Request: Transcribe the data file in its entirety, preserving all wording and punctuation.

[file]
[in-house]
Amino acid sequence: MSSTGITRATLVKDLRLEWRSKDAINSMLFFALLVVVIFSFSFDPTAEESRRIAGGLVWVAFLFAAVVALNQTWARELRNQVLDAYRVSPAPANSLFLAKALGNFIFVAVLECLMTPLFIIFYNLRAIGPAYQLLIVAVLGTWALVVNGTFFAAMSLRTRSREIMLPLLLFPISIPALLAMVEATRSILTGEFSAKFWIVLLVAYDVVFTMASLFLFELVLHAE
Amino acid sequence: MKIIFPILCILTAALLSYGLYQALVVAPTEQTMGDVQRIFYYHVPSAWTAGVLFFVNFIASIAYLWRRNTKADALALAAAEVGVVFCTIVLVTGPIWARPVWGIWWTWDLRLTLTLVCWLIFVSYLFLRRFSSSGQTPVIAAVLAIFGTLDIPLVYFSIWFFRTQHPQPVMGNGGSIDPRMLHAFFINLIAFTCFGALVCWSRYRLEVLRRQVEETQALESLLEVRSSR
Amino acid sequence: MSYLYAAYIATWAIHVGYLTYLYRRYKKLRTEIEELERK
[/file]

[in-house]
Amino acid sequence: MSSTGITRATLVKDLRLEWRSKDAINSMLFFALLVVVIFSFSFDPTAEESRRIAGGLVWVAFLFAAVVALNQTWARELRNQVLDAYRVSPAPANSLFLAKALGNFIFVAVLECLMTPLFIIFYNLRAIGPAYQLLIVAVLGTWALVVNGTFFAAMSLRTRSREIMLPLLLFPISIPALLAMVEATRSILTGEFSAKFWIVLLVAYDVVFTMASLFLFELVLHAE
Amino acid sequence: MKIIFPILCILTAALLSYGLYQALVVAPTEQTMGDVQRIFYYHVPSAWTAGVLFFVNFIASIAYLWRRNTKADALALAAAEVGVVFCTIVLVTGPIWARPVWGIWWTWDLRLTLTLVCWLIFVSYLFLRRFSSSGQTPVIAAVLAIFGTLDIPLVYFSIWFFRTQHPQPVMGNGGSIDPRMLHAFFINLIAFTCFGALVCWSRYRLEVLRRQVEETQALESLLEVRSSR
Amino acid sequence: MSYLYAAYIATWAIHVGYLTYLYRRYKKLRTEIEELERK